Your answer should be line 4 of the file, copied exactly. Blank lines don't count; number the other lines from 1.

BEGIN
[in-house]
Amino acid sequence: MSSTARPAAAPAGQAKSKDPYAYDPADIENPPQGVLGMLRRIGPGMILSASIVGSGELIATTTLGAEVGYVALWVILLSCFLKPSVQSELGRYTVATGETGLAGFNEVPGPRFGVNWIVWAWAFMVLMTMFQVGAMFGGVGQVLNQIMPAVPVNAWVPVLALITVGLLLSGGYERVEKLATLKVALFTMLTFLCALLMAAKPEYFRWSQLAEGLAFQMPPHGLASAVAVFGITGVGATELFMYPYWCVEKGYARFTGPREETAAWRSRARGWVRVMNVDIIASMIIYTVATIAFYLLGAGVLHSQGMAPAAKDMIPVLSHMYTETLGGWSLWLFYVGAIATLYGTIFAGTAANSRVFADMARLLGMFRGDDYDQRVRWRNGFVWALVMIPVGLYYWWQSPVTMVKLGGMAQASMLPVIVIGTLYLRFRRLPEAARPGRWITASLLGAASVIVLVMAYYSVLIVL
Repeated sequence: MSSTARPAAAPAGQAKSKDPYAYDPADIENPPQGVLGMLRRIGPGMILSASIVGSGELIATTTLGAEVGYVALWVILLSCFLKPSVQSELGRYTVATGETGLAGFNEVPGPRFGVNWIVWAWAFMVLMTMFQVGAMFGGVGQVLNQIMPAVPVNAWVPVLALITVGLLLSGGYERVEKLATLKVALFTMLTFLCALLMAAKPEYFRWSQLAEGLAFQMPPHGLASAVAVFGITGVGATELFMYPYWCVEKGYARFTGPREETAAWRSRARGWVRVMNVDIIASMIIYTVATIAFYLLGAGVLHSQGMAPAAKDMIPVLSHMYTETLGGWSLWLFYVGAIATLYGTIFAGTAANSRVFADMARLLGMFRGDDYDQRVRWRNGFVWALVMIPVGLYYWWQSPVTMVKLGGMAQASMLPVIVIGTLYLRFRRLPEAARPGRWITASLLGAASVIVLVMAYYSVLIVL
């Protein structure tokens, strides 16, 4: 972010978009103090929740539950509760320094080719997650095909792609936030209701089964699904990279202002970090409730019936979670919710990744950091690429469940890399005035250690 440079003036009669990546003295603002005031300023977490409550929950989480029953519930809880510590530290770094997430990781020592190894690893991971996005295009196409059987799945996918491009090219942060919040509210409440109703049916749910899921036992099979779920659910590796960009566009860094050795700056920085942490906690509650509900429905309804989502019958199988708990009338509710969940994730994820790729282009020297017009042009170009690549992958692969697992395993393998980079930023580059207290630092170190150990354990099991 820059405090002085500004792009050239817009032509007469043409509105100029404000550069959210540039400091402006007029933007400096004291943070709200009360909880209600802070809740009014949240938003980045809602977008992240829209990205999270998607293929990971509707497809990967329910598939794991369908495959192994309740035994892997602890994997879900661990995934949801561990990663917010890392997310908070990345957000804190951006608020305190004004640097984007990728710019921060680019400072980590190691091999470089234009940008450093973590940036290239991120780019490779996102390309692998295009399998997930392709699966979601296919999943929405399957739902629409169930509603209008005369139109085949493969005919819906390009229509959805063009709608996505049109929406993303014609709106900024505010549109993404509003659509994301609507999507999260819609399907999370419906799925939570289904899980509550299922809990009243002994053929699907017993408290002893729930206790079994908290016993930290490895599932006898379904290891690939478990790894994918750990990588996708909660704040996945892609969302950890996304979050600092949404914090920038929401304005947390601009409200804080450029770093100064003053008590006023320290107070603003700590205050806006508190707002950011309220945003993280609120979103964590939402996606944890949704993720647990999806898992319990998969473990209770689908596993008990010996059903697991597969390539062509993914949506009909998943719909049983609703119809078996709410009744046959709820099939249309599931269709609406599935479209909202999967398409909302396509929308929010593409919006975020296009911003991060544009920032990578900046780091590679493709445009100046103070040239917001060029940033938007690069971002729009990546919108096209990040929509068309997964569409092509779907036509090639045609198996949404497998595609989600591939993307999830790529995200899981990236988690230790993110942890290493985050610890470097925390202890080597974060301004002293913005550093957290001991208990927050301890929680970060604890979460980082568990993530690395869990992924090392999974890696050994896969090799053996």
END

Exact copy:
């Protein structure tokens, strides 16, 4: 972010978009103090929740539950509760320094080719997650095909792609936030209701089964699904990279202002970090409730019936979670919710990744950091690429469940890399005035250690 440079003036009669990546003295603002005031300023977490409550929950989480029953519930809880510590530290770094997430990781020592190894690893991971996005295009196409059987799945996918491009090219942060919040509210409440109703049916749910899921036992099979779920659910590796960009566009860094050795700056920085942490906690509650509900429905309804989502019958199988708990009338509710969940994730994820790729282009020297017009042009170009690549992958692969697992395993393998980079930023580059207290630092170190150990354990099991 820059405090002085500004792009050239817009032509007469043409509105100029404000550069959210540039400091402006007029933007400096004291943070709200009360909880209600802070809740009014949240938003980045809602977008992240829209990205999270998607293929990971509707497809990967329910598939794991369908495959192994309740035994892997602890994997879900661990995934949801561990990663917010890392997310908070990345957000804190951006608020305190004004640097984007990728710019921060680019400072980590190691091999470089234009940008450093973590940036290239991120780019490779996102390309692998295009399998997930392709699966979601296919999943929405399957739902629409169930509603209008005369139109085949493969005919819906390009229509959805063009709608996505049109929406993303014609709106900024505010549109993404509003659509994301609507999507999260819609399907999370419906799925939570289904899980509550299922809990009243002994053929699907017993408290002893729930206790079994908290016993930290490895599932006898379904290891690939478990790894994918750990990588996708909660704040996945892609969302950890996304979050600092949404914090920038929401304005947390601009409200804080450029770093100064003053008590006023320290107070603003700590205050806006508190707002950011309220945003993280609120979103964590939402996606944890949704993720647990999806898992319990998969473990209770689908596993008990010996059903697991597969390539062509993914949506009909998943719909049983609703119809078996709410009744046959709820099939249309599931269709609406599935479209909202999967398409909302396509929308929010593409919006975020296009911003991060544009920032990578900046780091590679493709445009100046103070040239917001060029940033938007690069971002729009990546919108096209990040929509068309997964569409092509779907036509090639045609198996949404497998595609989600591939993307999830790529995200899981990236988690230790993110942890290493985050610890470097925390202890080597974060301004002293913005550093957290001991208990927050301890929680970060604890979460980082568990993530690395869990992924090392999974890696050994896969090799053996």